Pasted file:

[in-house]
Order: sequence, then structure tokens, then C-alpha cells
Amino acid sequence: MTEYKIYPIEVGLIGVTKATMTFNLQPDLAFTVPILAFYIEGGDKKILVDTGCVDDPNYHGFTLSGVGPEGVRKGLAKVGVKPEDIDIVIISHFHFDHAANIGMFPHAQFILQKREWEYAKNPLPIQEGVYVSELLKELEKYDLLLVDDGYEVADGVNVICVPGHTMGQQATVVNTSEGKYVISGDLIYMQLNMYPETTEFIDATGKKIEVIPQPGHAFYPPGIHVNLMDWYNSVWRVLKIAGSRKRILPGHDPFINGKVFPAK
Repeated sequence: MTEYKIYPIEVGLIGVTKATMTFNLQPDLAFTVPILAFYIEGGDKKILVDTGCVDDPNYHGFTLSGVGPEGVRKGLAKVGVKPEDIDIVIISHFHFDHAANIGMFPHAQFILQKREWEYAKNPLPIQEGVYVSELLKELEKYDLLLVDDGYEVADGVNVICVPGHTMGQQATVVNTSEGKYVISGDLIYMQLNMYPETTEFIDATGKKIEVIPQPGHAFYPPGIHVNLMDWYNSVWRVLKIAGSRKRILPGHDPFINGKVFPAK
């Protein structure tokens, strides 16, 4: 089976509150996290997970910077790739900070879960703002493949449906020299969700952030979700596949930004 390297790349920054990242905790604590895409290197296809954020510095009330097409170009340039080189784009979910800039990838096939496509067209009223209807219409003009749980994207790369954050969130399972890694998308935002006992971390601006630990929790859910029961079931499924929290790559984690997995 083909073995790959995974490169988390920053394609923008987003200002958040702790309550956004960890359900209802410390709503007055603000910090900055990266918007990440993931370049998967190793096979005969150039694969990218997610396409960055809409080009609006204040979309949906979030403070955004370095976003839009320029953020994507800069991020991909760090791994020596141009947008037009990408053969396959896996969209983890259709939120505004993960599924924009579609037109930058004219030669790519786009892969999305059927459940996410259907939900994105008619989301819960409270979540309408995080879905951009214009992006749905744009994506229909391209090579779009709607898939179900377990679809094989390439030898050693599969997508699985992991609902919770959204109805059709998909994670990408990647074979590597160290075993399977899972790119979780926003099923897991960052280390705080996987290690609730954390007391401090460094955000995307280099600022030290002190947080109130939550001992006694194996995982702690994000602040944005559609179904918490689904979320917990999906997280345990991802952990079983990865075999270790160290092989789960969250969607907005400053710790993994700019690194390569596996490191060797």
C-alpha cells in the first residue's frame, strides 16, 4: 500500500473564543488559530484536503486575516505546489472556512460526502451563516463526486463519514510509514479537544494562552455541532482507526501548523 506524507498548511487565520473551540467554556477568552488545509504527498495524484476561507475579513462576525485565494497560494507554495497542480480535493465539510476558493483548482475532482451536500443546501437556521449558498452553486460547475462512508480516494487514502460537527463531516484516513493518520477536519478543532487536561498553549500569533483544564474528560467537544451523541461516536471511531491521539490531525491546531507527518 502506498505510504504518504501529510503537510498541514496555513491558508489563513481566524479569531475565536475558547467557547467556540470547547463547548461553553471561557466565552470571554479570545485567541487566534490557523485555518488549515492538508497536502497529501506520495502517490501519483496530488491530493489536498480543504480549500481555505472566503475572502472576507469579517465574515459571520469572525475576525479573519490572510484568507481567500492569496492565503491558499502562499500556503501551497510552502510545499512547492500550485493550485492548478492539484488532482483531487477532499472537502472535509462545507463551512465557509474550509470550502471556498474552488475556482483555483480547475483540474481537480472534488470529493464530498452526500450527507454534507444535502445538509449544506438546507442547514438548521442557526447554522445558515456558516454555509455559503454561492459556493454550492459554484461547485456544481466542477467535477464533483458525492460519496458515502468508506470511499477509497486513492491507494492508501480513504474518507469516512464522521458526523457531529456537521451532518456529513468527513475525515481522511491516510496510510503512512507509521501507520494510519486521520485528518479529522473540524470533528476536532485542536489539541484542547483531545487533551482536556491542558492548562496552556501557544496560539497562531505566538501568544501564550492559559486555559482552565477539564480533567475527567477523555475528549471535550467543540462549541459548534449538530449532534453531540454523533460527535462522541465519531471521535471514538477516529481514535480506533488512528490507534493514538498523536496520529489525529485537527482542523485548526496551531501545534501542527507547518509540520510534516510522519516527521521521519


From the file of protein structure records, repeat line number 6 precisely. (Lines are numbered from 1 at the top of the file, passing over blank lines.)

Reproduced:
C-alpha cells in the first residue's frame, strides 16, 4: 500500500473564543488559530484536503486575516505546489472556512460526502451563516463526486463519514510509514479537544494562552455541532482507526501548523 506524507498548511487565520473551540467554556477568552488545509504527498495524484476561507475579513462576525485565494497560494507554495497542480480535493465539510476558493483548482475532482451536500443546501437556521449558498452553486460547475462512508480516494487514502460537527463531516484516513493518520477536519478543532487536561498553549500569533483544564474528560467537544451523541461516536471511531491521539490531525491546531507527518 502506498505510504504518504501529510503537510498541514496555513491558508489563513481566524479569531475565536475558547467557547467556540470547547463547548461553553471561557466565552470571554479570545485567541487566534490557523485555518488549515492538508497536502497529501506520495502517490501519483496530488491530493489536498480543504480549500481555505472566503475572502472576507469579517465574515459571520469572525475576525479573519490572510484568507481567500492569496492565503491558499502562499500556503501551497510552502510545499512547492500550485493550485492548478492539484488532482483531487477532499472537502472535509462545507463551512465557509474550509470550502471556498474552488475556482483555483480547475483540474481537480472534488470529493464530498452526500450527507454534507444535502445538509449544506438546507442547514438548521442557526447554522445558515456558516454555509455559503454561492459556493454550492459554484461547485456544481466542477467535477464533483458525492460519496458515502468508506470511499477509497486513492491507494492508501480513504474518507469516512464522521458526523457531529456537521451532518456529513468527513475525515481522511491516510496510510503512512507509521501507520494510519486521520485528518479529522473540524470533528476536532485542536489539541484542547483531545487533551482536556491542558492548562496552556501557544496560539497562531505566538501568544501564550492559559486555559482552565477539564480533567475527567477523555475528549471535550467543540462549541459548534449538530449532534453531540454523533460527535462522541465519531471521535471514538477516529481514535480506533488512528490507534493514538498523536496520529489525529485537527482542523485548526496551531501545534501542527507547518509540520510534516510522519516527521521521519